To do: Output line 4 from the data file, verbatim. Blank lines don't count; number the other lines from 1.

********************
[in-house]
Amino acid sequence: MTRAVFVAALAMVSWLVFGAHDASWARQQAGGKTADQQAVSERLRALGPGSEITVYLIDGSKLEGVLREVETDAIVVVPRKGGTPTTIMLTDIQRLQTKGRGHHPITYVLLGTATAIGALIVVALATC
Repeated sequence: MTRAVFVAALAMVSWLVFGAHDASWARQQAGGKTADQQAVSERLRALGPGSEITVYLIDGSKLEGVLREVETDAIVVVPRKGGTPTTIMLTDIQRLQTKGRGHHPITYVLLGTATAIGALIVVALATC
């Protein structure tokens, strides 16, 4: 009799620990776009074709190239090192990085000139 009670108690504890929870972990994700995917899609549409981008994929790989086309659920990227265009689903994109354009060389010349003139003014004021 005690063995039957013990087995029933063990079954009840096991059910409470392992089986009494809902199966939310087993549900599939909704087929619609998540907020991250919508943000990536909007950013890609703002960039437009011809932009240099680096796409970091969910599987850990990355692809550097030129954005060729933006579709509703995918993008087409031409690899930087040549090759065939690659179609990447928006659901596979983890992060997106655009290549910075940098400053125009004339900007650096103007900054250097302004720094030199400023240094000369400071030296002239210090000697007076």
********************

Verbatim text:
């Protein structure tokens, strides 16, 4: 009799620990776009074709190239090192990085000139 009670108690504890929870972990994700995917899609549409981008994929790989086309659920990227265009689903994109354009060389010349003139003014004021 005690063995039957013990087995029933063990079954009840096991059910409470392992089986009494809902199966939310087993549900599939909704087929619609998540907020991250919508943000990536909007950013890609703002960039437009011809932009240099680096796409970091969910599987850990990355692809550097030129954005060729933006579709509703995918993008087409031409690899930087040549090759065939690659179609990447928006659901596979983890992060997106655009290549910075940098400053125009004339900007650096103007900054250097302004720094030199400023240094000369400071030296002239210090000697007076």